Tag Archives: games

Thing-finding

April 10, 2014

A lot of the wonders of walking were most elegantly summed up in children’s book I read long ago. Pippi Longstocking, famed pirate heroine and vanquisher of boredom everywhere, knows a lot more about walking than your average grown-up. One morning, while Pippi is busy baking a modest five hundred cordiform pepparkakor, a kind of Swedish cookie, her neighbors Tommy and Annika visit. When she finishes, Tommy, like your average bored, screen-sucking kid, asks, “What are we going to do now?”

pippi2

“I don’t know what you are going to do,” said Pippi, “but I know I can’t lie around and be lazy. I am a Thing-Finder, and when you’re a Thing-Finder you don’t have a minute to spare.”
“What did you say you are?” asked Annika.
“A Thing-Finder.”
“What’s that?” asked Tommy.
“Somebody who hunts for things, naturally. What else could it be?” said Pippi as she swept all the flour left on the floor into a little pile.
“The whole world is full of things, and somebody has to look for them. And that’s just what a Thing-Finder does,” she finished.
“What kind of things?” asked Annika.
“Oh, all kinds,” said Pippi. “Lumps of gold, ostrich feathers, dead rats, candy snapcrackers, little tiny screws, and things like that.”

Tommy and Annika thought it sounded as if it would be fun and wanted very much to be Thing-Finders too, although Tommy did say he hoped he’d find a lump of gold and not a tiny little screw.

“We shall see what we shall see,” said Pippi. “One always finds something.”

The children set off on their own, like few children have the luxury of doing today. Pippi thought it would be best to keep to urban surroundings, as most things to be found are where the people are. She tells Tommy and Annika about the incredible things she’s found in the forest, and she would of course tell you too, if you read the book.

Tommy and Annika looked at Pippi to see just how a Thing-Finder acted. Pippi ran from one side of the road to the other, shaded her eyes with her hand, and hunted and hunted. Sometimes she crawled on her hands and knees, stuck her hands in between the pickets of a fence, and then said in a disappointed tone, “Oh, dear! I was sure I saw a lump of gold.”

pippi-tree

Thing-finding, like Pippi instructs her friends, can be as humble a pursuit as finding rusty tin cans and dead rats to hunting down prizes like gold. Today, I investigated a mesmerizing beacon that turned out to be a roadkill e-cig. Any takers?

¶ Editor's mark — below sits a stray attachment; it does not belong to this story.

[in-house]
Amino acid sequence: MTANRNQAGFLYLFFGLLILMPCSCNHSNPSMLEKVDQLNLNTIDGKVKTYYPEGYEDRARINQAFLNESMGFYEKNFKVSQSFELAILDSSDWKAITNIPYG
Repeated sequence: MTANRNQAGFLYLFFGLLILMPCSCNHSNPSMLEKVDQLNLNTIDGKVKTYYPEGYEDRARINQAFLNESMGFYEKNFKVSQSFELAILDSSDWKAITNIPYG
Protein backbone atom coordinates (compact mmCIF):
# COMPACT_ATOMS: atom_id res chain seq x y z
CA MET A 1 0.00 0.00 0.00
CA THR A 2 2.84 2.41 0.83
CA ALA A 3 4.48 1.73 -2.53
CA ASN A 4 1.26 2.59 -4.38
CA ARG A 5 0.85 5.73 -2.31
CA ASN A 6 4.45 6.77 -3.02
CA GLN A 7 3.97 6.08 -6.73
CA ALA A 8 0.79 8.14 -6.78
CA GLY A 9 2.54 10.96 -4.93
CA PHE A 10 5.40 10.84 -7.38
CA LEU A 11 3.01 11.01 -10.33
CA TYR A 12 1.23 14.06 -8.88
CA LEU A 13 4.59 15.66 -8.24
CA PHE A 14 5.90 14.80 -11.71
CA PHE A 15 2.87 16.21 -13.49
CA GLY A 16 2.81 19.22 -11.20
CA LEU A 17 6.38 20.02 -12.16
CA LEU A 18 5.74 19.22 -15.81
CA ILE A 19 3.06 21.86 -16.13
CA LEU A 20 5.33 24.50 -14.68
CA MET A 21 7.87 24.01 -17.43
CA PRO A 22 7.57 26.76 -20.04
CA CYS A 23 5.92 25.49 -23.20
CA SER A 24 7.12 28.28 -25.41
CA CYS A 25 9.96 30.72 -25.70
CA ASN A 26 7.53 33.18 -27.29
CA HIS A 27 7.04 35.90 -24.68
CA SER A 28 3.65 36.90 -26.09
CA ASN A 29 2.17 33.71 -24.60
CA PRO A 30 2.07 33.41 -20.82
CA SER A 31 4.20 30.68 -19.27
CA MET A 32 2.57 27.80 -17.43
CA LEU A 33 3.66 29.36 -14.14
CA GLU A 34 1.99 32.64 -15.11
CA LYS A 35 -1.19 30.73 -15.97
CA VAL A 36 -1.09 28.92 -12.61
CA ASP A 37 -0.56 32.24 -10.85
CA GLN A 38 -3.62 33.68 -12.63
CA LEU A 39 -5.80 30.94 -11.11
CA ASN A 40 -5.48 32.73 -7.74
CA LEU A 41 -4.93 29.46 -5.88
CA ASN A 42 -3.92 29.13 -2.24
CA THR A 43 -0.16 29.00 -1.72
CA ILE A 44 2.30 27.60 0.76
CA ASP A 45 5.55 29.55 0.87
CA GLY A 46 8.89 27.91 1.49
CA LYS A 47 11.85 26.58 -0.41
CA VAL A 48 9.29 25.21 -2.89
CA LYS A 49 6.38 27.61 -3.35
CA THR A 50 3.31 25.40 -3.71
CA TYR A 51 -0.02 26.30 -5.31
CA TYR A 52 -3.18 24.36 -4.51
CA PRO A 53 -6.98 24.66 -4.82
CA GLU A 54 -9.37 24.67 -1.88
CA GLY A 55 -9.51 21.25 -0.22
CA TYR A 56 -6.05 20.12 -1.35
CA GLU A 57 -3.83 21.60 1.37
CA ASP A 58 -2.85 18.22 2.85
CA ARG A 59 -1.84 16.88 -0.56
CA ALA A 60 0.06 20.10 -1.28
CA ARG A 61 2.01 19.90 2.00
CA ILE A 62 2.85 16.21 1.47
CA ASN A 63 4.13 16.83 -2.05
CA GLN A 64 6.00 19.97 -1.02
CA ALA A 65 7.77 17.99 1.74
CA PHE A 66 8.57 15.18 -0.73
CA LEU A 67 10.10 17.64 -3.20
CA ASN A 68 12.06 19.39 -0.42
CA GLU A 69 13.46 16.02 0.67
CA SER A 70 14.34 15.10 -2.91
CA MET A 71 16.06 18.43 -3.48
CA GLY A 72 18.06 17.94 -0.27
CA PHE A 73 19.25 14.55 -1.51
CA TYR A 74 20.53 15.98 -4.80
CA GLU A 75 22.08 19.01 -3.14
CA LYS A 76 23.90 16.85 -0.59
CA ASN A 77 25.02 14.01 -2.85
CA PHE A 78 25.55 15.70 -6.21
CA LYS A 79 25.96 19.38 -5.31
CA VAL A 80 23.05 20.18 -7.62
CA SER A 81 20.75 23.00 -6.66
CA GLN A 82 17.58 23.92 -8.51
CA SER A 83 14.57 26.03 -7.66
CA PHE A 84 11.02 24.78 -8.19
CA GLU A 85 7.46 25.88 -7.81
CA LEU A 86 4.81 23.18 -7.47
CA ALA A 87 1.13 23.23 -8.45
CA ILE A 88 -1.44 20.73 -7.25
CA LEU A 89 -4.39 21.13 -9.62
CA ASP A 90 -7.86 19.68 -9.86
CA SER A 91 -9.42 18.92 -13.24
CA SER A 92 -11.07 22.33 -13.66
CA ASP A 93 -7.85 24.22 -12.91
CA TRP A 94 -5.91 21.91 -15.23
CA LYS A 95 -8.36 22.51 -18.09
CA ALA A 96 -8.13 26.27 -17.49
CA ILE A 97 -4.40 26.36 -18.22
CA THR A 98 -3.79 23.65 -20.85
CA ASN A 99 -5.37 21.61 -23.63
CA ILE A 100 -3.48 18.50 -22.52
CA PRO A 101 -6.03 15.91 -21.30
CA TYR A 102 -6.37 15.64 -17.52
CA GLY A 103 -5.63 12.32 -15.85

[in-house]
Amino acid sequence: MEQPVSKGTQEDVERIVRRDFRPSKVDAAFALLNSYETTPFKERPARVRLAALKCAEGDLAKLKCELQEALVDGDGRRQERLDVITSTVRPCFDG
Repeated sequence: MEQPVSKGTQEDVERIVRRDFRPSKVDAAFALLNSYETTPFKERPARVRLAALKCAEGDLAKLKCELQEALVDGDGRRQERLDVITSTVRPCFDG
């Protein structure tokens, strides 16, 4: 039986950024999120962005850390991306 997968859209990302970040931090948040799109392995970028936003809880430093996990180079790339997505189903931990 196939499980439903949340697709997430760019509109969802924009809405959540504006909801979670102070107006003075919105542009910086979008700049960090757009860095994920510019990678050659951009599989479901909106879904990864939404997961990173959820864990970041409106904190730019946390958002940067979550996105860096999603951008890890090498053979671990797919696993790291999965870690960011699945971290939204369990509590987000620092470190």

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It’s not the find but the perceptual game that matters, looking at your surroundings to connect seemingly disparate things together, to find new ways of making sense of the world. This can be as silly and undignified as stringing together some weird narrative to explain all those sad useless mattresses lying around, as the Walthamstow Tourist Board did this week. They’re also doing commendable work with the lost pair of shoes population. It’s all good, as long as, like Pippi, we’re wandering around and paying attention.

Excerpted from 'Celebs that Look Like Mattresses', by the Walthamstow Tourist Board

Excerpted from ‘Celebs that Look Like Mattresses’, by the Walthamstow Tourist Board

Suddenly Pippi gave a terrific yell. “Well, I never saw the like,” she cried, as she picked up a large, rusty old tin can from the grass. “What a find! What a find! Cans — that’s something you can never have too many of.”
Tommy looked at the can doubtfully. “What can you use it for?”
“Oh, you can use it in all sorts of ways,” said Pippi. “One way is to put cookies in it. Then it becomes a delightful Jar with Cookies. Another way is not to put cookies in it. Then it becomes a Jar without Cookies. That certainly isn’t quite so delightful, but still that’s good too.”
She examined the can, which was indeed rusty and had a hole in the bottom.
“It looks almost as if this were a Jar without Cookies,” she said thoughtfully. “But you can put it over your head and pretend that it is midnight.”

Tomorrow is Walk to Work Day, a perfect opportunity to stretch your whimsy muscles and see some strange things. According to the official website based in San Francisco, as few as fifteen minutes of commute-oriented walking count as walking to work, so there aren’t many excuses not to do it (injured feet might be a valid one). You never know what could happen. Maybe Pippi herself will appear and reward you with a pepparkakor from her Jar with Cookies for your efforts.